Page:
Cascadia Daily Jan 9, 2018

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WA governor Inslee announces carbon tax proposal

As the WA state legislature opens its 60-day session, Governor Jay Inslee announced his plan for a tax on carbon, which would generate $950 million annually. At $20 per ton, the tax is estimated to raise gasoline prices about 9 percent and natural gas 10 percent. Inslee proposes using most of the revenue to fund K-12 education, but others, such as public lands commissioner Hilary Franz, are urging the funds be pushed into clean energy or environmental protection.
Meanwhile, a report at KUOW finds that contrary to its eco-friedly perception of itself, Seattle’s rate of greenhouse  gas emissions has not declined since 1990.

Judge dismisses case against Bundys, involved in  armed standoff

On Monday, a Nevada judge dismissed a case against the Bundy family and an accomplice who were behind a 2014 armed standoff at Oregon’s Malheur Wildlife refuge attempting to resist federal control of public lands. Judge Navarro ruled that prosecutors had withheld evidence. The case involved ranchers who believe BLM and government cannot own public lands.

Is it time for British Columbia to end homeowner subsidies?

Andrew McCleod at The Tyee reports on a BC economist’s finding that the province’s $850 million program that gives home owners an annual subsidy does little to making housing affordable, especially in  Vancouver. BC’s Green Party has called for an end to the program, while the ruling left-center NDP is supportive.

Fundraiser for Portland rock icon Scott McCaughey

Last week there was what sounded like a phenomenal concert in Portland to raise medical funds for Scott McCaughey, the force behind a lot of indie bands including Minus 5, Young Fresh Fellows, and Filthy Friends. The show included the Decemberists, Peter Buck, Alejandro Escovedo, M Ward, and many others paying tribute and raising funds for McCaughey, who suffered a stroke. You can donate at Help the Hoople.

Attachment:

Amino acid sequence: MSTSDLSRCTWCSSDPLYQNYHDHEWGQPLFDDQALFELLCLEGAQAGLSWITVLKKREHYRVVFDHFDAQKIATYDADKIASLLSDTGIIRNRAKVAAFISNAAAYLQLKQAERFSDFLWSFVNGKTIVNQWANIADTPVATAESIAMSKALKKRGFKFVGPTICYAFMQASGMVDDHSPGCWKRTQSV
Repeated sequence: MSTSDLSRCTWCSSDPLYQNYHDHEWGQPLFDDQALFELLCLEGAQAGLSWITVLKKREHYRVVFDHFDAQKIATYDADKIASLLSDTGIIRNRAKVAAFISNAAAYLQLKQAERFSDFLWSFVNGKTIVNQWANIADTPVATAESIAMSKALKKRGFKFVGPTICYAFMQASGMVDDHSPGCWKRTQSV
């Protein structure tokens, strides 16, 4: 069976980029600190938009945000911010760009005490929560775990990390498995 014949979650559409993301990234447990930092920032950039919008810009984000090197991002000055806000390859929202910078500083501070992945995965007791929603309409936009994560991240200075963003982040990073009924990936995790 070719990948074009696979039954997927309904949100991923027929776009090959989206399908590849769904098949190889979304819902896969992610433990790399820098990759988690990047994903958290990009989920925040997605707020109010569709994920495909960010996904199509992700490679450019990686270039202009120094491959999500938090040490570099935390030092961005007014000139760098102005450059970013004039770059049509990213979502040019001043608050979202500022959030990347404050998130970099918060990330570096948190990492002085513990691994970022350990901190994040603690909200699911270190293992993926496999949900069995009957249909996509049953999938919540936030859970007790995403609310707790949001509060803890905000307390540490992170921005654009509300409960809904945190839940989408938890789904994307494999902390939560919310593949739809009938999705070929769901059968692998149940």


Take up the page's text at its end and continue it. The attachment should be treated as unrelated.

Pacific NW booksellers awards announced

Seattle author Sherman Alexie was among a handful of writers honored with a 2018 Pacific Northwest Booksellers award, announced this week. Other winners besides Alexie, honored for his memoir You Don’t Have to Say You Love Me,” were Portland writer Omar El Akkad, Jonathan White of Orcas Island, and Oregon novelist Brian Doyle, who died last year.

Critical look at tragic history of residential schools

At BC Booklook, scholar Andrew Woolford reviews Jim Miller’s Residential Schools and Reconciliation, and finds it a detailed history, but extremely lacking when it comes to representing Indigenous voices in the narrative. Woolford faults Miller from glossing over the truly traumatic story of First Nations children who were forced into schools to strip them of their cultural identity.

That’s today’s news and culture from the drizzly environs of Cascadia. —Andrew Engelson

Photo credis: Jay Inslee in legislature courtesy of Washington state governor’s office